Climate Change is Putting Iconic Historic Sites and National Parks at Growing Risk

May 20, 2014 | 1:00 am
Adam Markham
Deputy Director of Climate and Energy

Heading into the Memorial Day weekend, like most people in America, my thoughts usually begin to turn to summer vacation. But this year it’s different. I’m pre-occupied with the alarming threat climate change impacts — especially wildfires and coastal flooding — poses to some of our most important and iconic historic sites and national parks.


The Statue of Liberty was closed to visitors for more than eight months while repairs were undertaken after floodwaters from Hurricane Sandy’s storm surge damaged the island’s infrastructure, including walkways, jetties, buildings, and utilities. Photo: Kevin Daley/NPS

From Ellis Island to the Everglades, and from sea to rising sea, many of the United States’ most iconic landmarks and historic sites – places that will be in millions of people’s travel plans this summer – are at growing risk.

In fact, according to the findings of a major new report from UCS – National Landmarks at Risk: How Rising Seas, Floods and Wildfires are Threatening the United States’ Most Cherished Historic Sites – a remarkable number of the places where American history was made are highly vulnerable to climate change.

Sea level rise is washing away archaeological treasures

As Memorial Day parades kick off around the country, coastal erosion exacerbated by rapidly rising sea levels will continue to eat away at our national heritage.

In communities across the country on Memorial Day, Americans will remember and honor the sacrifices previous generations made at sites such as Yorktown battlefield and Fort Monroe in Virginia, Fort Sumter in South Carolina, and Castillo de San Marcos in St. Augustine, Florida — all places that are already being impacted by climate change.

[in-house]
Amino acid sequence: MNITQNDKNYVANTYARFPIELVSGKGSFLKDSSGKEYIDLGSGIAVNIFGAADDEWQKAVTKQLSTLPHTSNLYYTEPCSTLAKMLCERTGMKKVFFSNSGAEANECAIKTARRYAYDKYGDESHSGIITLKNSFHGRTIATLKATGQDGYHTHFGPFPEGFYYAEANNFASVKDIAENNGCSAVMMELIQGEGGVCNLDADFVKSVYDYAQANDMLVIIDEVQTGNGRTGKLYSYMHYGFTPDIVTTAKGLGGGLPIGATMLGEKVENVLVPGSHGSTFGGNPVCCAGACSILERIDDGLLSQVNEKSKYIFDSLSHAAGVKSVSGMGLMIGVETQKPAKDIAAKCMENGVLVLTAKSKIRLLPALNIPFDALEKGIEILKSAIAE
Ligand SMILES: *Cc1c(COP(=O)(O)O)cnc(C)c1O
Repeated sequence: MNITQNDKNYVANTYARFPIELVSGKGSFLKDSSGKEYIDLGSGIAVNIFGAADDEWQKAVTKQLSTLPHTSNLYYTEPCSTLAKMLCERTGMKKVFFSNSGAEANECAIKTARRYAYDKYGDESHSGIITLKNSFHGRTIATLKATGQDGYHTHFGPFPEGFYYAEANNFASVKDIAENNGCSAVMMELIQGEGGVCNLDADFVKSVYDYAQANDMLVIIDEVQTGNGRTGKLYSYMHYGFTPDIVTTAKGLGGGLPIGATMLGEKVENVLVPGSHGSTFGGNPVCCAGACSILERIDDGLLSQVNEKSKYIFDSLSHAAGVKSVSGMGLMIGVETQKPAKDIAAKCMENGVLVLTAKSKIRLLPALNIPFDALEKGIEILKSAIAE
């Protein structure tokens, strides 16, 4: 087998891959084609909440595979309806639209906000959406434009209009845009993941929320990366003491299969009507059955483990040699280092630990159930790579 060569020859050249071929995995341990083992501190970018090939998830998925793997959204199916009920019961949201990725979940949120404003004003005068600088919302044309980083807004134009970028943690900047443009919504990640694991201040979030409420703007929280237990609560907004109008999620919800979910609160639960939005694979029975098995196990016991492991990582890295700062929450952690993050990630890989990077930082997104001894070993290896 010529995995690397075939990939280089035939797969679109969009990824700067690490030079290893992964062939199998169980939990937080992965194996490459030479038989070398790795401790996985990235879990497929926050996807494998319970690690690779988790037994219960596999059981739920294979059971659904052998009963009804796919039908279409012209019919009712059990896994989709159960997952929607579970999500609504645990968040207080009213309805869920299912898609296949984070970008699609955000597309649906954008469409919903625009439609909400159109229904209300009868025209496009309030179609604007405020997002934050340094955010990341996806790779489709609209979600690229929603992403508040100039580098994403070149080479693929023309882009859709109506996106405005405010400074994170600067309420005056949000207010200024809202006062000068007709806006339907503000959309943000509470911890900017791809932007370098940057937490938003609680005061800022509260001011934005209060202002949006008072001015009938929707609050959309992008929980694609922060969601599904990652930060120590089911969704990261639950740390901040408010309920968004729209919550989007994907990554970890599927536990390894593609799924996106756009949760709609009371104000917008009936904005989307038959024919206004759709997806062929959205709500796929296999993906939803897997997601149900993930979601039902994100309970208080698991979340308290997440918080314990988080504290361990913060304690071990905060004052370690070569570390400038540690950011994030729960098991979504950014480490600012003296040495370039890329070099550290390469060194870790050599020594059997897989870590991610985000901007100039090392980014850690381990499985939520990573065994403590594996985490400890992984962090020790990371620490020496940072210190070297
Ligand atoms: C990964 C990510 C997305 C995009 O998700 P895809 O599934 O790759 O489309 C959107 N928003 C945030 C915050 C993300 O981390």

The case studies in National Landmarks at Risk vividly illustrate an urgent problem. Some of the sites face the risk of severe damage or even eventual loss. Others are just now seeing the first signs of damage, or are experiencing disruptions to access and services that are likely to become worse, more frequent, or both. All provide a wake-up call.


Cape Hatteras Lighthouse before it was moved by the National Park Service in 1999 to prevent it being claimed by the sea as a result of coastal erosion and accelerating sea level rise. Photo: U.S. Air Force

Coastal erosion is already causing severe damage to precious archaeological sites around the U.S. coast, including in Alaska, California, Florida, and Virginia, and washing away irreplaceable cultural resources that chronicle some of the earliest people in the Americas.

Early Hawaiian sacred sites and prehistoric stone fish-traps on the west coast of the Big Island are under threat from sea level rise. So are ancient shell mounds among the sprawling keys and wetlands of southwestern Florida’s Ten Thousand Islands, that are helping archaeologists understand the story of Native Americans before Spanish colonists arrived in the early years of the 16th century.

Flooding and wildfires are putting historic districts and cultural heritage at risk

Faneuil hall c 1920

Faneuil Hall in Boston around 1921, when the city first began recording high tide levels. The so-called “Cradle of Liberty”, where Samuel Adams rallied citizens to the revolutionary cause is increasingly at risk of tidal flooding and storm surge. Photo: Leon H. Abdalian/Boston Public Library

Downtown historic districts including Boston’s pre-revolutionary Long Wharf and the Blackstone Block district, St. Augustine Florida’s Lincolnville district, and antebellum Charleston, South Carolina, all face the prospect of damage from flooding and storm surges worsened by sea level rise.